- Since 2008, capacity utilization has plummeted; businesses have no pricing power; U.S. lost 6.7 million jobs but numbers are underreported; personal income tax receipts are down 21%; corporate tax receipts are down 58%; U.S. deficit will exceed $1.8 trillion; govt. spending is now 185% of tax receipts; 13% of mortgages are seriously delinquent and/or in foreclosure; huge decrease in personal net worth; 15 million mortgages exceed the home value. We’re on a massive debt spending spree.
- Income on all levels is not sufficient to make debt payments.
- U.S. cannot borrow $2 to $3 trillion more, so we can’t forestall deflationary collapse.
Whoa… Didn’t See THAT Coming!
Andy Miller, the pro whom we lean on to help keep us in the know about what’s really going on behind the scenes in commercial real estate, tossed the following into an email yesterday. While you, too, may have seen it already, it’s well worth a second look and a little reflection.Oct. 1 (Bloomberg) -- There was a stunning omission from the government's latest list of "problem" banks, which ran to 416 lenders, a 15-year high, as of June 30. One outfit not on the list was Georgian Bank, the second-largest Atlanta-based bank, which supposedly had plenty of capital.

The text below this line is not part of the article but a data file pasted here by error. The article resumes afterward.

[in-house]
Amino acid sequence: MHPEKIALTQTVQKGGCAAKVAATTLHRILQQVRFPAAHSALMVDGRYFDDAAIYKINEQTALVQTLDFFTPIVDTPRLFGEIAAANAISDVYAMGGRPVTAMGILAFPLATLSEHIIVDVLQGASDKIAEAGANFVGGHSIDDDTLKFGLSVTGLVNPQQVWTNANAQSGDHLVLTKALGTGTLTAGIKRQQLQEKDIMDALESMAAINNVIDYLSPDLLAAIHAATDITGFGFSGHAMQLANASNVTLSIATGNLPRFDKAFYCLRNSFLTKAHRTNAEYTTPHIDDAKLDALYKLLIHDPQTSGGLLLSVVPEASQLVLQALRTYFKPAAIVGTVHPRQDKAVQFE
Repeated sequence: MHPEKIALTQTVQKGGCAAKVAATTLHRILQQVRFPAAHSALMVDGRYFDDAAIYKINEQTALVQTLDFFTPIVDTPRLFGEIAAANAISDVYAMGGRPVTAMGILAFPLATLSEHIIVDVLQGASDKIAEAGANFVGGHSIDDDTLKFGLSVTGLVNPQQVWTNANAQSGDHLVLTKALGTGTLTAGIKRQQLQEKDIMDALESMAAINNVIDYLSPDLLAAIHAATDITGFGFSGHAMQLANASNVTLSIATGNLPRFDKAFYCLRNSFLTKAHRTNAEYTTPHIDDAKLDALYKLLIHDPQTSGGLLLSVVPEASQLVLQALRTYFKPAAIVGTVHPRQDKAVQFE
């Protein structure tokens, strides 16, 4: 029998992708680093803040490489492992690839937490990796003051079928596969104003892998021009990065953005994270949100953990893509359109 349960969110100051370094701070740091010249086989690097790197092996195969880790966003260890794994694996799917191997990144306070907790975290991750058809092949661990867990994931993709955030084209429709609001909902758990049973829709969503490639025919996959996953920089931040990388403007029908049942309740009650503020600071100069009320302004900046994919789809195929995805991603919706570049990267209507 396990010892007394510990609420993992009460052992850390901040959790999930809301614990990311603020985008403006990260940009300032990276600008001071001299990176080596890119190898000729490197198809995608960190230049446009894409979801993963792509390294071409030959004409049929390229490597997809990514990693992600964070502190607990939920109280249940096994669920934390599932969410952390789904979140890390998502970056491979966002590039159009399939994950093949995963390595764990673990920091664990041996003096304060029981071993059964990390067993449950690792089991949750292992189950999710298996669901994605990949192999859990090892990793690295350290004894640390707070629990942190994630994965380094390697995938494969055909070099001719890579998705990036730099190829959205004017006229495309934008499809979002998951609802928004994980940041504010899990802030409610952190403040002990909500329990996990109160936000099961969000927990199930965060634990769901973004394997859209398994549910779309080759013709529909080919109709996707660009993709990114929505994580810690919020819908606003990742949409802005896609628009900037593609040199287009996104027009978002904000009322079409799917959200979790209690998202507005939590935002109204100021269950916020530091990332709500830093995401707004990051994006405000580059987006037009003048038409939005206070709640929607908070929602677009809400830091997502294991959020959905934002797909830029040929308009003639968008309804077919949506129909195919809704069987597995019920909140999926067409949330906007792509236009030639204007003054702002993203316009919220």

It failed last week.
Georgian's clean-up will be unusually costly. The book value of Georgian's assets was $2 billion as of July 24, about the same as the bank's deposit liabilities, according to a Federal Deposit Insurance Corp. press release. The FDIC estimates the collapse will cost its insurance fund $892 million, or 45 percent of the bank's assets. That percentage was almost double the average for this year's 95 U.S. bank failures, and it was the highest among the 10 largest ones.
What this latest failure reveals is that (a) whatever methodology the regulators are using in their bank reviews, it is disastrously flawed; (b) without mark-to-market accounting, the nature and scale of what actually lurks in the loan portfolios of banks is unknown and unknowable.
Further, (c) the percentage loss suffered should send shudders down the spine of any reasonable observer; the stuff Georgian Bank was holding on its books wasn’t just bad, it was radioactive toxic. There’s more, including (d) the FDIC is now bankrupt, and the $46 billion it hopes to raise by having its member banks pony up their dues for three years in advance is not likely to last out 2010. Then what? I’ll tell you what… all further bills will be forwarded straight on to U.S. taxpayers.
And finally, (e) if this bank, previously considered untroubled by the FDIC, can keel over from a heart attack (perhaps from working 80-hour weeks, supported by gallons of strong coffee?), how many other institutions are in the same position? Wish we knew. Unfortunately, due to the dumping of mark-to-market accounting standards, we have no idea. And, apparently, neither does the FDIC.
Bair Says Creditors Should Help Pay for Bank Failure
Federal Deposit Insurance Corp. Chairman Sheila Bair said regulators should consider making bank holding companies and secured creditors carry more of the cost of bank failures. “This could involve potentially limiting their claims to no more than, say, 80 percent of their secured credits,” Bair said in a speech to a banking conference in Istanbul today. “This would ensure that market participants always have some skin in the game, and it would be very strong medicine indeed.”